Tips for Planting in Fall
Whether supplementing an existing planting or installing an entire garden, the soil and air temperatures during autumn present the perfect conditions for root establishment. If you’re accustomed to planting only in the spring, here are few important tips to keep in mind as you plan an autumn plant installation.
- Take Stock at the End of Summer. At the end of summer it’s easy to remember the garden’s progress. Your observations of the past season are still visible: where to add a tall spiky plants, which areas needed more ground cover, spots that could use more early seasons blooms, and so on. Plan ahead. Determine which plants you need, and order early.
- When to Plant. Plant roots need time to become established. Ideally, plants should be installed at least six weeks before the ground freezes. We start shipping plants during the second week of September. The further North you live, the earlier you should plant.
- Plant Spring Ephemerals in Early Fall. Spring-blooming perennials are best planted early in the fall. Planting in the fall while the soil is still warm will give the roots enough time establish properly. This allows the plants to emerge from well established roots, with a stronger start, the following spring.
- Soil Temperature. The soil temperature is warmer in the fall than it is in spring, and this encourages root growth. Since most plants are not producing flowers, they have more energy for root establishment.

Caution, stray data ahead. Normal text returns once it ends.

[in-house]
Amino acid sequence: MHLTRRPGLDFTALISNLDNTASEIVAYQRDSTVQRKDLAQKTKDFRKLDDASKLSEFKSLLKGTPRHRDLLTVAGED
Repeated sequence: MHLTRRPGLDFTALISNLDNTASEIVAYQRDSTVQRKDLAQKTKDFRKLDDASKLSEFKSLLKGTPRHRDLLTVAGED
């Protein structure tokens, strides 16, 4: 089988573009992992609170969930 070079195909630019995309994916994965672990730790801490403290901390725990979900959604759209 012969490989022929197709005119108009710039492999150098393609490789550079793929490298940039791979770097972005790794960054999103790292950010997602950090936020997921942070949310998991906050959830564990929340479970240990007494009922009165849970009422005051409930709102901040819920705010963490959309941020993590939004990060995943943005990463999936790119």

- What About Frost? Frost will stop the growth of the plant above ground, but it will not kill the plant. The roots will continue to grow until the soil freezes solid.
- Plant Condition and Dormancy. At the end of the growing season many native perennials have finished their growth cycles, and may start to look a bit "tired." Ephemeral plants will be completely dormant in the fall, with no growth showing above the roots. Because of this complete die-back, ephemerals are usually shipped as bareroot stock. Plants that bloomed earlier in the summer will also be well past their prime and getting ready for the winter dormant period. Simply plant them with the same care that you would give a thriving green plant in the spring.
- Watering. Before planting, water the plants thoroughly and let the roots completely soak up the water. With the lower temperatures, the lower sun angle, and the shorter days, plants generally need less watering in the fall. In the fall, watering once a week (until the soil freezes) is usually plenty. However, fall can have hot, dry spells when additional watering is needed.
- Mulching. Fall transplants do not need to be mulched immediately. The new growth will benefit from the sun warming the soil, even in October. The transplants should be mulched when the cold weather sets in – apply mulch when the night temperatures are hitting 32 degrees or lower and the soil is just beginning to freeze. Mulch material can be a thick cover of leaves, or other spent plant material, or straw. Remove the winter mulch in the spring, after freeze-thaw cycles have passed.
- Preventing Frost Heave. Once the plants are in the ground, a freezing and thawing of the soil can result in “frost heave” – wherein the thawing soil causes plants that aren’t fully anchored to raise up out of the soil. This puts the plant in danger of being killed by cold. Installing the plants early reduces the chances of frost heave (see #2). After the soil has frozen hard a good layer of straw will keep the ground from thawing around the plants (see #8).